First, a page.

For Kuwait, the reasons for opening up to Iraq are the following: First, its concern about the potential repercussions of the escalating confrontation in the Gulf between Iran and the Gulf Cooperation Council (GCC) over Syria, in particular, and over the Iranian anti-status quo policies, in light of the latter’s growing influence in Baghdad, namely with the Maliki government. Second, its concern with the GCC tension with the Maliki government over Syria amid increasing sectarianism that will have an effect at home because of its societal composition. Third, there is also the feeling that Iraq’s Maliki needs to break out from the GCC anti-Iraqi policy that is also siding with and supporting the anti-Maliki forces in Iraq, accusing the Maliki government of pursuing anti-Sunni policies at home.
From the Iraqi perspective, this means that Baghdad would be more flexible on the issue of borders to make a breach in the same Gulf monarchy’s policy.
On the Iraqi side, Maliki’s government needs to free itself from the heavy pressure of being under UN Chapter 7 and the cost that it entails irrespective of the payment of the remaining penalty to the Kuwaitis. Getting out of Chapter 7 will have important political and economic benefits for a besieged government. Equally important is Maliki’s need to make a breach in the political containment and confrontation that the GCC is following against Iraq, the latter being attacked for engaging in an anti-Sunni policy at home, an anti-Syrian revolution abroad and siding with Iran.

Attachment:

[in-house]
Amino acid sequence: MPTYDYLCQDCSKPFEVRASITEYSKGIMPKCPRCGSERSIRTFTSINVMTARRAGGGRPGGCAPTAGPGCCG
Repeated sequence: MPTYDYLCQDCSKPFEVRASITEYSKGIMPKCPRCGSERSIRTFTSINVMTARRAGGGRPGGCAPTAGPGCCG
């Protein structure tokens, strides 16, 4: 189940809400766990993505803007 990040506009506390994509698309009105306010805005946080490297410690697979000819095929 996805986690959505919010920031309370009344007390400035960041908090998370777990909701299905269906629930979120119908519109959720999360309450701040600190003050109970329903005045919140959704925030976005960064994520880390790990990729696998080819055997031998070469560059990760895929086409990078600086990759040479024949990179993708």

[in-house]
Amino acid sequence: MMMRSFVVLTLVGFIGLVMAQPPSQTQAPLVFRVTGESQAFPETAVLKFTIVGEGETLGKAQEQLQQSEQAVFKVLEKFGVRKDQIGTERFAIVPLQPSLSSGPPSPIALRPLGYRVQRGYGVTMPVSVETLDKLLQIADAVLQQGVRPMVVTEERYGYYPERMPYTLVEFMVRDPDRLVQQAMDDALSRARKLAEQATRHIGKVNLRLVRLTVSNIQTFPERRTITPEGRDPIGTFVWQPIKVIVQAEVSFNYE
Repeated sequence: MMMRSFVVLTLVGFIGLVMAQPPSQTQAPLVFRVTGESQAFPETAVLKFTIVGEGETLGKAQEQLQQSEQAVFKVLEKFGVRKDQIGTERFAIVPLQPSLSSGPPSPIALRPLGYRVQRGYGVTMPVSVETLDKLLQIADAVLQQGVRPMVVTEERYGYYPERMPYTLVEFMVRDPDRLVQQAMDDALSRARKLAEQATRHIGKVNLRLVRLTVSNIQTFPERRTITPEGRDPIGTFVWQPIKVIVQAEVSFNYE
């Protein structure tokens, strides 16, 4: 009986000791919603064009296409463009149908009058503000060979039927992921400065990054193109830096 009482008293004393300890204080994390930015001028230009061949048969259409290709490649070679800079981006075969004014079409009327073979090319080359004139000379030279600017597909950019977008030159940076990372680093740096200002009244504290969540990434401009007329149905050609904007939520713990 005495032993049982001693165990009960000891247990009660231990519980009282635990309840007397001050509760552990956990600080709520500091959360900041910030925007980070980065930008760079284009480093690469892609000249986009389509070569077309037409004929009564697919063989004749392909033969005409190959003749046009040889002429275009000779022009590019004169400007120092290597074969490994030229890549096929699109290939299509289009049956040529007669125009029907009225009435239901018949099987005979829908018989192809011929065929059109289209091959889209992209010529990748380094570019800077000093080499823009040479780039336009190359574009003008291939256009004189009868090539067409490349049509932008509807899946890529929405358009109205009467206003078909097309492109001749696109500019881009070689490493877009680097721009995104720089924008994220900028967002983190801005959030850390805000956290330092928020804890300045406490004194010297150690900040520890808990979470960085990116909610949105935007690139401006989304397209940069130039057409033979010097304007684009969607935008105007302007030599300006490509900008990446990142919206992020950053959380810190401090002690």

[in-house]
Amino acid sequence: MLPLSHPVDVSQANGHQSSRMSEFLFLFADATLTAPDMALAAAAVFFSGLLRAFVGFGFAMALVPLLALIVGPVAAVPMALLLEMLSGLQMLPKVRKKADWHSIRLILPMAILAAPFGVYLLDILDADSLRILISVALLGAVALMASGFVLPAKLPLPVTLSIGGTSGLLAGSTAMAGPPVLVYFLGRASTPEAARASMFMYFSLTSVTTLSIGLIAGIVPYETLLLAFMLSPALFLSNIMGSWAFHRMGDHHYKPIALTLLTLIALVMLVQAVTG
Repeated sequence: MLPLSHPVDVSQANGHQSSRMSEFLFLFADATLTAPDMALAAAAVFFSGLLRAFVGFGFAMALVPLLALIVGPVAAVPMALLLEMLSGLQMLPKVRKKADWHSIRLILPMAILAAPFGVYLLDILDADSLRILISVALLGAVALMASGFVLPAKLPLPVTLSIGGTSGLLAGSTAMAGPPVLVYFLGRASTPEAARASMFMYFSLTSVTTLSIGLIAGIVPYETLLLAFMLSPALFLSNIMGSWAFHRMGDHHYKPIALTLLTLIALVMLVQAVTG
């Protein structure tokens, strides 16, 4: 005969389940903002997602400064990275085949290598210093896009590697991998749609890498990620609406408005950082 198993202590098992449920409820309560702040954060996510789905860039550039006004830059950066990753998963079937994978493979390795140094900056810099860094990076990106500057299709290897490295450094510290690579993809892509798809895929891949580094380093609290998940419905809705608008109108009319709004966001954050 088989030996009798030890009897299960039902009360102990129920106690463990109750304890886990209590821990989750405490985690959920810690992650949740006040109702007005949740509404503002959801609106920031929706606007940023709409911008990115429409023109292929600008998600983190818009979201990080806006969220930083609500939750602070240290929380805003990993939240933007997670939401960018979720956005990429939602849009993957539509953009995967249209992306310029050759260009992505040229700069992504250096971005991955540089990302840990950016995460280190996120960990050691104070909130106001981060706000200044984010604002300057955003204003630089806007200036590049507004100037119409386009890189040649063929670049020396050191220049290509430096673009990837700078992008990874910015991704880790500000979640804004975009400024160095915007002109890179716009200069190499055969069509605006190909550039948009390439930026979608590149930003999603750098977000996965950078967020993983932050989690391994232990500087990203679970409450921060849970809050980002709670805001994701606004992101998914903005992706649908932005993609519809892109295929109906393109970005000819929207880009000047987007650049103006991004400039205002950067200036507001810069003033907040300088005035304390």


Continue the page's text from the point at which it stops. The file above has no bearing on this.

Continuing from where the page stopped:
The Maliki government is definitely encouraged by its new Iranian friends to do so. Thus, for Kuwait the timing is of the essence. The Kuwaitis could profit from this moment to settle a historically haunting problem with Iraq over its revisionist policies against Kuwait by settling the differences on territorial problems. This helps consolidate a more balanced policy in the Gulf without changing its position on the Syrian crisis. Such a policy could also have a positive impact on its relations with Iran and could at the same time create some concerns in the GCC family. It is part of, or a return to, a well-known Kuwaiti pragmatic foreign policy.
Ambassador Nassif Hitti is a senior Arab League official and the former head of the Arab League Mission in Paris. He is a former representative to UNESCO and a member of the Al-Monitor board of directors. The views he presents here are his alone and do not necessarily reflect the views of these organizations.